The Bureau of Land Management is accepting comments on the proposed 1,000-megawatt wind energy project, which could put as many as 400 turbines across 114 square miles between Twin Falls and Shoshone.
A group called Stop Lava Ridge is holding a meeting on Thursday to share information about the BLM’s draft environmental impact statement and to give people guidance on how they can effectively deliver feedback to the BLM.
The Lava Ridge proposal has been met with widespread opposition in the Magic Valley. The boards of commissioners of Lincoln, Jerome and Minidoka counties have all said they cannot support the proposal.
The Stop Lava Ridge group on Facebook has nearly 3,000 members and that number grows daily.
Dean Dimond’s farm is just north of the Minidoka National Historic Site east of Eden. He is just one of the thousands of people who would be directly affected by the proposed wind project. He said the group whose effort to prevent Lava Ridge from progressing is made up of regular folks who like the area as it is and don’t want to see it changed.
“We’re all just normal citizens,” Dimond said. “We’re not politicians, we’re not group organizers and all that stuff, so it’s been a real learning curve for all of us to figure out what we needed to do to try and gather more people and get more and more involved.”
Lava Ridge would be the first wind farm on public lands in Idaho, but there are other projects in the pre-proposal stage.
Dimond is one of many people who sees Lava Ridge as a test case for whether the local population will have a say in what is done on public lands.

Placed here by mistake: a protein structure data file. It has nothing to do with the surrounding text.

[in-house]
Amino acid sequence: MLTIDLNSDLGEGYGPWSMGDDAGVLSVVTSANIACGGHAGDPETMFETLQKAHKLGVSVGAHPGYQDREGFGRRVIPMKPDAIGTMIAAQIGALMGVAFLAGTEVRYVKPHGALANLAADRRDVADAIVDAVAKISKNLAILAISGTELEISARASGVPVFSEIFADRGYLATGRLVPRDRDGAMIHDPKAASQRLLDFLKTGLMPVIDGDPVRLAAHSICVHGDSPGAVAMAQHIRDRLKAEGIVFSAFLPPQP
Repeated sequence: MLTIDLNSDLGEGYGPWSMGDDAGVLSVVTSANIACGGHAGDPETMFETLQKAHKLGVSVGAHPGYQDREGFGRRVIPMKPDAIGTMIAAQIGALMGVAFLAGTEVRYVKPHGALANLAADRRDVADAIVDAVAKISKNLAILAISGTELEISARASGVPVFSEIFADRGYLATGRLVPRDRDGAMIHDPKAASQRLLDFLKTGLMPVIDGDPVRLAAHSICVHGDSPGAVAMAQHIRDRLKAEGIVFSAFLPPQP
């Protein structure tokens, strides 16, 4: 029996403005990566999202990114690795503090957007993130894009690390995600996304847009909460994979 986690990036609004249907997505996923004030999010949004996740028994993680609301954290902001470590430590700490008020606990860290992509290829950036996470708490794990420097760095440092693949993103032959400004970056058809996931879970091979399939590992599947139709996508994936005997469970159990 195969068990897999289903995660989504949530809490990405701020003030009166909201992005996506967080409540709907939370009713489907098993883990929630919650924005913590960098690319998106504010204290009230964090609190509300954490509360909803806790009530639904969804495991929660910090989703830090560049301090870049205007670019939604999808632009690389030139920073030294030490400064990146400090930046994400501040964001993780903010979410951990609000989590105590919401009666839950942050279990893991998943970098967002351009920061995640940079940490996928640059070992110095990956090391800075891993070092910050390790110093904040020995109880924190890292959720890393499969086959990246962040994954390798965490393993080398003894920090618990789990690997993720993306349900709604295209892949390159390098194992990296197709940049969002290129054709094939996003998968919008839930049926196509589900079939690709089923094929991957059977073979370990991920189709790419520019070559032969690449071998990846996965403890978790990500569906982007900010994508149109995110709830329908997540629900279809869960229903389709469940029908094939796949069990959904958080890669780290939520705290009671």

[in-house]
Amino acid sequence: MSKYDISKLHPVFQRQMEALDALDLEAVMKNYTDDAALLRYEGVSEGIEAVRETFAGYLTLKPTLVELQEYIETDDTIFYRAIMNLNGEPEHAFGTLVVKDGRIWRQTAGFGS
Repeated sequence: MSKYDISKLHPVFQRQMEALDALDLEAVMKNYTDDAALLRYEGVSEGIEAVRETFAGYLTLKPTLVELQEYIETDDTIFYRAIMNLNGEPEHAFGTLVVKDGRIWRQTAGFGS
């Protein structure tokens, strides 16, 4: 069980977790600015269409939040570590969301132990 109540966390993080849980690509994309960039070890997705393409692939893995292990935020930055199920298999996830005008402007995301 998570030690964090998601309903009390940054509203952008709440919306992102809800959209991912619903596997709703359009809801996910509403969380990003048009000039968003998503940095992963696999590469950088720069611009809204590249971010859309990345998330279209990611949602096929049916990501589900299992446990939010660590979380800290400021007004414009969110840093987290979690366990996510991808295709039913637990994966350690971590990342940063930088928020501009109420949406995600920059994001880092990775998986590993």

“The people of the Magic Valley have stood up and said ‘this is not what we want,’” Dimond said. “So this is going to come down to a decision as to whether the local people have a say in these projects.”
The Stop Lava Ridge meeting will feature presentations from speakers addressing just some of the aspects of the proposed project.
Local hunter Jerry Horton will talk about the biology of the public lands and the value to hunters and recreators.
Brian Olmstead, an Idaho Water Resources Board member who used to head the Twin Falls Canal Co., will talk about the project’s possible impacts on the Eastern Snake Plain Aquifer.
The main portion of the meeting will help people navigate the draft EIS and will provide some guidance on the most effective ways to submit comments on the proposal.
Organizers have said that BLM District Manager Mike Courtney might even be on hand to discuss the BLM’s role in the project and answer other questions.
John Arkoosh is a rancher and holds grazing permits on the Star Lake allotment. He said he grazes cattle in the same area as his father and his grandfather did, dating back to the 1930s.
Like many grazers in the area, Lava Ridge would directly affect Arkoosh’s livelihood.
“The current administration is trying to impose their will on the unwilling public in Idaho,” Arkoosh said.
The role public comments play in the process is important, Arkoosh said. That’s why a good portion of Thursday’s meeting will be focused on how to make effective comments.
“It’s really very important, now that we have this Draft and have the opportunity to weigh in on it,” Arkoosh said. “It’s very important that people do so.”
A collection of Lava Ridge stories and letters